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A drink for alcohol dependence: NDARC leads local research into managed alcohol programs

Date Published:
11 Jan 2017

The notion of providing alcohol to ‘alcoholics’ is controversial. However, NDARC’s Professor Kate Dolan argues that Australia needs managed alcohol programs (MAP), which provide those with severe and intractable alcohol dependence a regulated amount of alcohol.

Professor Dolan told the Canadian press this week that Australia has fallen behind the rest of the world in treating alcohol addiction.

“We used to lead the world in harm reduction services,” Professor Dolan told The Fifth Estate, but “the alcohol field has not progressed as much as the illicit drug use field.”

Her comments follow visits to MAPs in Ottawa and Vancouver, Canada in 2015.

She said she was impressed by the facilities, which give a regulated, hourly dose of wine to homeless alcoholics to help manage their addiction and keep them safe.

The establishment of a MAP in Australia has been hampered by a lack of evidence of feasibility and acceptability, Professor Dolan explained. In 2014, she sought to address this gap by reviewing the literature, surveying potential MAP service users, and estimating costs and service utilisation savings offered by a MAP in Sydney.

In a paper titled Feasibility of a Managed Alcohol Program (MAP) for Sydney’s homeless, Professor Dolan and colleagues argue that MAPs are cost-effective through reductions in spending on health care and emergency services.

Participants also significantly reduce their alcohol consumption and learn a sense of community.

“MAP improves their quality of life and while some take a break from drinking, few quit,” said Professor Dolan. “MAP lessens the blow of alcohol on this group.”

Professor Dolan is currently designing a business plan for a MAP in Australia.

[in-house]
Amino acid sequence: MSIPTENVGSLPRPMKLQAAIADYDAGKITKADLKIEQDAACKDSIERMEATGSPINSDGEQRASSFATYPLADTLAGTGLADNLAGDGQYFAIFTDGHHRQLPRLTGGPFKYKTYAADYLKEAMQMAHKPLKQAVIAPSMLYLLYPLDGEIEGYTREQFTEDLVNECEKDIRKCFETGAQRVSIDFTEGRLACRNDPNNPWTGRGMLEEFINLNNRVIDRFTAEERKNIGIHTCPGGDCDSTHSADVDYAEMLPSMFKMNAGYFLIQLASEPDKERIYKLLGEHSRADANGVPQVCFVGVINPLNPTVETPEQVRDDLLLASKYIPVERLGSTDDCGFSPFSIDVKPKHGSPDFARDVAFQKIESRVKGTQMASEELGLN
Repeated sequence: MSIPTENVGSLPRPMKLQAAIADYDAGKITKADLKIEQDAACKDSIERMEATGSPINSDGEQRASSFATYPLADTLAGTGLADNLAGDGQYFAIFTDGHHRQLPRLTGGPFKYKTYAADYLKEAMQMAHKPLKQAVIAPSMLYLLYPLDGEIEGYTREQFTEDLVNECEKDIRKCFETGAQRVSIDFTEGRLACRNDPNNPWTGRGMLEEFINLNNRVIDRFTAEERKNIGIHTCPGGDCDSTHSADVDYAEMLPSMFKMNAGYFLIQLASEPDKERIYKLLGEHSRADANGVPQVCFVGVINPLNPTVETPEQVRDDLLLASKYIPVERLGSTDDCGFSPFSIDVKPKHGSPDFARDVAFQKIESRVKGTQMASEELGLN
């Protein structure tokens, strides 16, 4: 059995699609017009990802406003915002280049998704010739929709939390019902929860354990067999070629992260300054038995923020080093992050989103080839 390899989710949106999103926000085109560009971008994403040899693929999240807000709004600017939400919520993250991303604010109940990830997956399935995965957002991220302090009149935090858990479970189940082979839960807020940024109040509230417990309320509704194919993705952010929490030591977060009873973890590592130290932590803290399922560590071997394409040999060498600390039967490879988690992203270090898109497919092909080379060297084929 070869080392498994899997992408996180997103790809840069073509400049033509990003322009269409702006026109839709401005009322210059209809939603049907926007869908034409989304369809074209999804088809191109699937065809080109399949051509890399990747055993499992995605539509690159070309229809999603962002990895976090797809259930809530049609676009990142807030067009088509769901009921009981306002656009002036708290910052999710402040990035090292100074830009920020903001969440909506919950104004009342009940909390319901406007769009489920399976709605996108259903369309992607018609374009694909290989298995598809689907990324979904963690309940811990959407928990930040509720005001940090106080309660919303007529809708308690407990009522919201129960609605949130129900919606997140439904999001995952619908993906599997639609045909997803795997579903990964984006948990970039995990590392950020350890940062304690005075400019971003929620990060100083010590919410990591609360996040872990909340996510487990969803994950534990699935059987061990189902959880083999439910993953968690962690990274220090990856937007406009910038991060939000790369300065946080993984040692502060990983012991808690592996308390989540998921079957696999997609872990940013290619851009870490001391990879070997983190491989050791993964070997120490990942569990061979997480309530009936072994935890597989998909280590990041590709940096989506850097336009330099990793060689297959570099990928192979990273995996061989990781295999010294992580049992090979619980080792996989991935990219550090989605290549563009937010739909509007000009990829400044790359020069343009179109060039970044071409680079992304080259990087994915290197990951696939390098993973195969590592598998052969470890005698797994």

“We have been trying to address the issue of chronic homelessness and alcohol dependency for a while.

“We were toying with the idea of a wet room where people could drink off the street and this would provide an opportunity to engage them without them becoming abstinent.”

Key facts: a Sydney MAP

  • Alcohol dependence affects almost half of Sydney’s homeless adult population.
  • Alcohol dependent homeless people experience higher rates of chronic illness, injuries and assaults, longer hospital stays, increased mortality, and higher levels of contact with the criminal justice system. Many also suffer from mental illness and alcohol-related brain injury.
  • MAPs are a novel approach for delivering health and social services to a population that has not responded to or engaged with existing services.
  • MAPs operate within homeless shelters and involve dispensing a regulated amount of alcohol at set times to those with severe and intractable alcohol dependence. MAPs currently operate in Canada, the United States of America (USA), Norway, and the United Kingdom (UK).
  • A systematic literature review was conducted between July and September 2014. Of 1,376 records identified for screening, 14 were retained in the final analysis.
  • Results indicate reductions in alcohol use, days intoxicated, contact with police, incarceration, healthcare costs, emergency department contacts and hospital admissions. Improvements in mental health, attending healthcare appointments and receiving medical treatment were also evident.
  • A survey of eligible homeless alcohol dependent residents of the inner Sydney short stay alcohol withdrawal service, Gorman House, was conducted from 9 July to 3 November 2014. Of the 51 participants (which were 94 per cent male, with a median age of 45 years), almost half (45 per cent) were rough sleeping, nearly all (96 per cent) had high scores consistent with alcohol dependence on the Alcohol Use Disorders Identification Test (≥ 20) [AUDIT] and reported street drinking (94 per cent).
  • The majority of respondents indicated strong interest in a MAP with a preference for the residential model (76 per cent expressed interest in the bring-your-own alcohol model and 69 per cent in a service where alcohol is provided). Willingness of respondents to pay a proportion (at least 25 per cent) of their income for the service was up to 90 per cent for a residential facility where alcohol is provided.
  • Findings demonstrate technical, operational, and economic feasibility of a MAP for Sydney.
  • A 15-bed residential facility is estimated conservatively to result in a net reduction in service utilisation costs of around $480,000 per year (range $390,000‐$580,000).